Wicken Fen nature reserve in bid to boost turtle doves

Wicken Fen nature reserve in bid to boost turtle doves

The National Trust said it wants to attract more than just two turtle doves to new land it has acquired at a nature reserve.

Seventy acres (28 ha) of land adjoining Wicken Fen in Cambridgeshire will be used to attract rare species including the birds.

Turtle dove numbers have been in sharp decline since the 1970s, and the UK only has about 2,100 breeding pairs.

The new land is part of a wider RSPB project called Operation Turtle Dove.

The birds used to be frequent visitors to the UK following their annual migratory path from breeding grounds in mid-summer through western Europe to wintering grounds in west Africa.

But due to habitat loss, food shortages and unsustainable levels of hunting, they are now one of the UK’s fastest-declining wild bird species.

Some of the newly acquired landscape at the reserve, near the village of Reach, will be used to support turtle doves and other farmland birds, thanks to a £58,000 grant from Natural England’s Species Recovery Programme and further donations for hedgerow tree planting.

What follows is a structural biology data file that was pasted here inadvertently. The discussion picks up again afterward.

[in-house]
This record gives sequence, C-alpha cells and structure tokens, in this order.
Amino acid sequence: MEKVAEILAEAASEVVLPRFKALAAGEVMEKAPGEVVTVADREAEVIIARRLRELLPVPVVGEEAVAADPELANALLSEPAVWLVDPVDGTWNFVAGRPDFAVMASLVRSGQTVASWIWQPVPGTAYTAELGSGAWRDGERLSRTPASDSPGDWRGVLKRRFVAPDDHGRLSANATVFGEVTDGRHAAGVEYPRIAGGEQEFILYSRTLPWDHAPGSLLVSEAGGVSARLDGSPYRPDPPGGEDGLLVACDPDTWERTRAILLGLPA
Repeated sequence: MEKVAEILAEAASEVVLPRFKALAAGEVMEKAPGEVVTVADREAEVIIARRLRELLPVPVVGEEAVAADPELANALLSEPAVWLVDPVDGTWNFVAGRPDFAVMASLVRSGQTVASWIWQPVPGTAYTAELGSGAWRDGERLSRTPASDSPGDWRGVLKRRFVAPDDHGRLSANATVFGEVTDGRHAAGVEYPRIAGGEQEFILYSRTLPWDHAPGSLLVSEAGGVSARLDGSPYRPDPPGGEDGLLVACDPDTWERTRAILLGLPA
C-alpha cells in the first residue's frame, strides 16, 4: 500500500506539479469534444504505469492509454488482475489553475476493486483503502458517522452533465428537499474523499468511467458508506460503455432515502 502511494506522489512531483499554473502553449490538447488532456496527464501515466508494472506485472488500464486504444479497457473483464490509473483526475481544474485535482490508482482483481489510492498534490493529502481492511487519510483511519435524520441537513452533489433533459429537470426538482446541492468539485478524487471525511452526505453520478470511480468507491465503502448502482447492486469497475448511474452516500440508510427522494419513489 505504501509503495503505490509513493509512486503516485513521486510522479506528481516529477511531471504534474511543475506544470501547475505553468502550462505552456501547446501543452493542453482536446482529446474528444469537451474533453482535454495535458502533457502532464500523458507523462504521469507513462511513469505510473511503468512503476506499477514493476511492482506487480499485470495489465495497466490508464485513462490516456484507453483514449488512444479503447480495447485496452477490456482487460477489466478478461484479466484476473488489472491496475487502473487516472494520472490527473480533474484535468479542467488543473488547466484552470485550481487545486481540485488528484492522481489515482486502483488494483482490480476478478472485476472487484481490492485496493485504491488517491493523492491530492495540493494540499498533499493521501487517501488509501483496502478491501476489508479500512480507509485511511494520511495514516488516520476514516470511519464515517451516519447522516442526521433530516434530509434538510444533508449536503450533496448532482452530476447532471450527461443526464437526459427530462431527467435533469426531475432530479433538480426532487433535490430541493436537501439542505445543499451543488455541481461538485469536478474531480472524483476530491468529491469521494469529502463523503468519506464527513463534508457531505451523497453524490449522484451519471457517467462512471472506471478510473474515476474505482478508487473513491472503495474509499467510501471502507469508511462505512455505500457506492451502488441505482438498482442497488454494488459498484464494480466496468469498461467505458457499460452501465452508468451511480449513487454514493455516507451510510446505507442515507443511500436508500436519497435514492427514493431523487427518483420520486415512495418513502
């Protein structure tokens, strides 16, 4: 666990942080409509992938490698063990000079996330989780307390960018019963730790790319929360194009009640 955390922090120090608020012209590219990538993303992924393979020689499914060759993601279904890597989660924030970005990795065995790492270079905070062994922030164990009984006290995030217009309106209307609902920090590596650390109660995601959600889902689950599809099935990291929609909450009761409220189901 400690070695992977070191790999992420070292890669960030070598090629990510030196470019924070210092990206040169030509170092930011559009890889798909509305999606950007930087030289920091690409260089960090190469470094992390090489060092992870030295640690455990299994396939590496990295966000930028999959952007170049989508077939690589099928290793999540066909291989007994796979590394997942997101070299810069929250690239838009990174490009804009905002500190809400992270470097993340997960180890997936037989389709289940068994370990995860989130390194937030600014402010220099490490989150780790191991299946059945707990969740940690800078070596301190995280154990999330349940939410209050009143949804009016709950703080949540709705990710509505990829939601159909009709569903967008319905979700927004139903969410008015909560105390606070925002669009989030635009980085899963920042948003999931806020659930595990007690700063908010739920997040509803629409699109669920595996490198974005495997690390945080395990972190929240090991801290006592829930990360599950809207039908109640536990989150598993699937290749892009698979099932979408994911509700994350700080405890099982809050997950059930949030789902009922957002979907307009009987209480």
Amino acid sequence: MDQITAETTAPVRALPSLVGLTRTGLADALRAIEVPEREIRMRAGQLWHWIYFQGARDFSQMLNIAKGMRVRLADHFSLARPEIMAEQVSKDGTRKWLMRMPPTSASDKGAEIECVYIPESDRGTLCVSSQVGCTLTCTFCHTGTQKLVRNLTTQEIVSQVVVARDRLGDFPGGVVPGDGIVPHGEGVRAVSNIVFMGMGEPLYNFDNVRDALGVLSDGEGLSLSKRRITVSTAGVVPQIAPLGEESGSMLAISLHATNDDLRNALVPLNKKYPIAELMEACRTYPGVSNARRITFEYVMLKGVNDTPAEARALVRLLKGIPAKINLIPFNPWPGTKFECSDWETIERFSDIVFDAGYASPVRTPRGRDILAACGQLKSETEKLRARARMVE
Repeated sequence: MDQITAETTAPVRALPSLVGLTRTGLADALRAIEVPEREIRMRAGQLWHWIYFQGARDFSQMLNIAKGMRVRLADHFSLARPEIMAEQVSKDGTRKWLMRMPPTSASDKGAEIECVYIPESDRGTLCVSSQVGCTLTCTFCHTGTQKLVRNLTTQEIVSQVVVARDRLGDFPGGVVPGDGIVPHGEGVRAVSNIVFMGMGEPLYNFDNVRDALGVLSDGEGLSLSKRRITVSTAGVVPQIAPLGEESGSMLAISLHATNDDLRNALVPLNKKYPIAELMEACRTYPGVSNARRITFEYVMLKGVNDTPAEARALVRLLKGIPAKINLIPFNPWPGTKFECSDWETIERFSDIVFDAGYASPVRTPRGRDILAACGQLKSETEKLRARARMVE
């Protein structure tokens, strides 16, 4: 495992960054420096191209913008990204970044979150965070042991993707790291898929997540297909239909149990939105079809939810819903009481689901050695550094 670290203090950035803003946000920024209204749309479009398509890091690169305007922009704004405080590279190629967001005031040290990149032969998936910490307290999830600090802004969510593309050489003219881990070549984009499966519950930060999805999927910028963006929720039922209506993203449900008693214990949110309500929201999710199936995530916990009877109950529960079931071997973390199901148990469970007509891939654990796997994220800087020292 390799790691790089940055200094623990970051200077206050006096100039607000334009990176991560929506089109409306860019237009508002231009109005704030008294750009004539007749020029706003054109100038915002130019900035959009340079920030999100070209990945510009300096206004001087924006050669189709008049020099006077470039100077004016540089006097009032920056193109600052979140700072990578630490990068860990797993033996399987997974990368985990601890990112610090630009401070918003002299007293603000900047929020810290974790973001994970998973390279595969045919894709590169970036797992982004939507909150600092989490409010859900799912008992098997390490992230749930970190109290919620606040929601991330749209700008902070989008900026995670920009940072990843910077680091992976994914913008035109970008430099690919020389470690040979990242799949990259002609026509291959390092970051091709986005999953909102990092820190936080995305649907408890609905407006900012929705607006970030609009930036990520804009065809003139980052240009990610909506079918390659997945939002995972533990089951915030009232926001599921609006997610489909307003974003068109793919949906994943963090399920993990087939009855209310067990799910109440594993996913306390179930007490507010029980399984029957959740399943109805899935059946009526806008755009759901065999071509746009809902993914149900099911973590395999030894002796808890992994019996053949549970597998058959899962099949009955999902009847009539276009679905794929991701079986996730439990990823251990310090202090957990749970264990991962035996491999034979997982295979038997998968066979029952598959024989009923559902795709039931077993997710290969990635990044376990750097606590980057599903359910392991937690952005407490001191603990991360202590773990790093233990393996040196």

Alan Kell, countryside manager at Wicken Fen, said: “Turtle doves feed mostly on arable and mixed farmland, where its staple food of wildflower seeds and farmed crop grains are found on the ground.

“The species nests and roosts near to its feeding grounds in thorny scrub, tall wide hedgerows and dense scrubby woodland edges.”

He added: “This acquisition and the support of [the recovery programme] will provide the opportunity to restore scarce habitats such as lowland meadow, hedgerows, arable field margins and ponds.”

He said it would “expand Wicken Fen to provide a green corridor for the benefit of both nature – including many nationally threatened species such as the turtle dove – but also for people, by providing additional access to green spaces”.

Mike Shurmer, head of species for RSPB England said: “The ambition of the communities we work with through Operation Turtle Dove to help save these iconic birds is nothing short of amazing, and if we continue with this momentum, it won’t be long before we can expect to see turtle dove numbers starting to rise across the UK.”

Back to top button